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Updated: July 11, 2010 08:27 IST

In Shanghai's bicycle revolution, lessons for India

Ananth Krishnan
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Despite the increasing numbers of cars, bicycles are still the main mode of transport. Photo: AP
Despite the increasing numbers of cars, bicycles are still the main mode of transport. Photo: AP

In one Shanghai district, a unique programme encouraging residents to ditch their gas-guzzlers for bicycles is quietly changing the face of the city's urban transportation. Over 12 months, a programme that began with a couple of stations attached to metro-rail terminals has expanded to a network of 230 stations with 12,000 bicycles.

China's sprawling commercial capital usually never fails to impress the steady stream of Indian businessmen who frequent this city, with its shiny skyscrapers, towering steel bridges and state-of-the-art infrastructure.

In Shanghai's booming commercial district Pudong, six-lane highways and an ultra-fast magnetic levitation train are usually the focus of envy — and surefire triggers of conversations about why India's infrastructure continues to pale in comparison to China's.

But beyond the glitz of high-tech, envy-inducing Pudong, a little-known and unfashionable Shanghai suburb has an equally important lesson for India in how to better plan its cities.

Over the past 12 months, a quiet transportation revolution has been unfolding in sprawling Minhang district. This revolution has invested in a very low-tech, but extremely effective, solution to the problems of crowding and infrastructure bottle-necks that are so common to Indian cities — bicycles.

This past year, the local government has been encouraging the city's fast-growing middle-class population to ditch their gas-guzzlers for two-wheels, in an expansive and ambitious programme that makes free bicycles available to residents.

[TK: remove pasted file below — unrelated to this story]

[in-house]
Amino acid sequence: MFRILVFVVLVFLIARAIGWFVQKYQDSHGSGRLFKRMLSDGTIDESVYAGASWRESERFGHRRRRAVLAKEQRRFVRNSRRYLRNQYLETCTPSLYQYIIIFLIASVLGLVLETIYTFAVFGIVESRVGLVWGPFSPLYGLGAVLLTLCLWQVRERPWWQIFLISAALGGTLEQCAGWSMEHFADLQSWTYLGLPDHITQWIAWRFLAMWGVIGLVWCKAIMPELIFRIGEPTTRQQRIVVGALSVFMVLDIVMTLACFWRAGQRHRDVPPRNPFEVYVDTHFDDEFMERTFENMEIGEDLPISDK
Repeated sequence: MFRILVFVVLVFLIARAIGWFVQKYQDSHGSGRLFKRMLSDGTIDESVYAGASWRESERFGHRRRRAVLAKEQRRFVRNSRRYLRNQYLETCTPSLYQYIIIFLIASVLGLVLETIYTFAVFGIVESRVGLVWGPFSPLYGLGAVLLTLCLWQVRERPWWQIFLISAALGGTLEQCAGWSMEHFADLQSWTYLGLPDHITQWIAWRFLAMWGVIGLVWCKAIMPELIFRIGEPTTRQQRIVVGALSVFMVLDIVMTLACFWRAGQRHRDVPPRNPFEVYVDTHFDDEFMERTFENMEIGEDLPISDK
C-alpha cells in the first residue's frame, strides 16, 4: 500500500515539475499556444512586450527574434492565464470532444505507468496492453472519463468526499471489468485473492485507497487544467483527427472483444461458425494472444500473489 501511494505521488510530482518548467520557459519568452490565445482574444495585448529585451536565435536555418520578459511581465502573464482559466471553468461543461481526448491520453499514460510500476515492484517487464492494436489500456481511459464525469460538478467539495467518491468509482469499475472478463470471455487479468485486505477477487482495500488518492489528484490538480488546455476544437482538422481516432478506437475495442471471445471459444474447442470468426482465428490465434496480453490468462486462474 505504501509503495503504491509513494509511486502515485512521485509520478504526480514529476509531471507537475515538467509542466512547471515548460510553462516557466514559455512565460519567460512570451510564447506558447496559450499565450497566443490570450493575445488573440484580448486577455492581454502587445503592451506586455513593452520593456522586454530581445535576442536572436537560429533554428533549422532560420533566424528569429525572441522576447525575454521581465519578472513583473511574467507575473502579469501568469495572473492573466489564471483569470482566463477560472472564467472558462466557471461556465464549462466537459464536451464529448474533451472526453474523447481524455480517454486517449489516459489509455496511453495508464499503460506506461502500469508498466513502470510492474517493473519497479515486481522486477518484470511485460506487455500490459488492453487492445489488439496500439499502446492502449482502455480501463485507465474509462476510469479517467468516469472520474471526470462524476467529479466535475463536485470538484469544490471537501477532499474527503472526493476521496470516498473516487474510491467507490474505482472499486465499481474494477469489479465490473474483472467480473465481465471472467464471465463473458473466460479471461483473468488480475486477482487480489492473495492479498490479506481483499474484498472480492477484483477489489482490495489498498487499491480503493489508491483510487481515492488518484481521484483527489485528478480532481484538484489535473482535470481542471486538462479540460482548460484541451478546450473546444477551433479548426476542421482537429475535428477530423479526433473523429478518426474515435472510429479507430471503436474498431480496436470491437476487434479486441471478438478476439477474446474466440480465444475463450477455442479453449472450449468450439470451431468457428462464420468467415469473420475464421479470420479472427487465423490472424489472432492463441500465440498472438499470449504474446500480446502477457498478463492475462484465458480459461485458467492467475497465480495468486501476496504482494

Free bicycle-renting programmes are by no means unique to Shanghai — New Delhi, too, has recently launched a bike-sharing scheme. But the sheer scale of this effort, as well as the unprecedented public response, has attracted attention across China, making urban planners sit up and take notice.

Shanghai, like many of China's cities, has seen its urban infrastructure stretched to its limits over the past decade. With the city's rising prosperity, its population has steadily grown — and so have car sales. Transportation officials have faced a challenge in dissuading newly affluent Chinese from taking to the roads — for middle-class Chinese, owning a car, and particularly, gas-guzzling SUVs (Sports Utility Vehicles), is an important status symbol.

In Minhang, though, the bicycle-sharing programme has received a widely positive public response. Over 12 months, a programme that began with a couple of stations attached to metro-rail terminals has expanded to a network of 230 stations with 12,000 bicycles. More than 10,000 residents have signed on.

How does the programme work? The bicycles are available 24 hours a day. Each resident is given an ID card, with which one can rent and return bicycles at any of the stations, usually located near metro-rail terminals. Private bicycle-renting companies have also been roped in.

Zhong Ming of the Forever Bicycle Company, which is part of the scheme, said the company planned to add 6,500 more bikes in the next five years to keep up with the rising demand.

Spreads to Xuhui

The Minhang bicycle rage has, this month, spread to Xuhui district, which has set up another network of stations that connect with its metro-rail system. Residents there are charged 2 Yuan (Rs.14) for every hour of renting a bicycle.

Among the growing legion of cyclists is Zhao Minjie, who signed on this year. The bikes, he said, plugged the gap of the last five kilometres of his long commute to work, which involved an hour-long metro-rail ride. After the scheme was introduced, he decided to not buy a car.

Part of the reason for the scheme's success has been the emphasis on connectivity. Xu Xuefeng, a transportation official, said he envisioned seamless connectivity between the metro network, the bicycle-renting programme and bus routes.

Crucially, the city has also invested heavily in setting up bicycle-dedicated lanes — even at the cost of space for cars — and expanding space for pedestrians, part of a billion-dollar makeover for the on-going World Expo.

In Shanghai, another reason for the renewed appeal for bicycles is the city's unique licence-issuing system, which now caps the number of car-licences issued every month to ease pressure on traffic.

At monthly auctions, car-owners now have to compete to get their hands on precious licence-plates. The lust for cars has grown so fast, that in June's auction the average price of a licence plate was a whopping 40,380 Yuan or Rs.2.75 lakh. In a city where a licence plate now costs as much as a car, it's no surprise that bicycles are back in favour.



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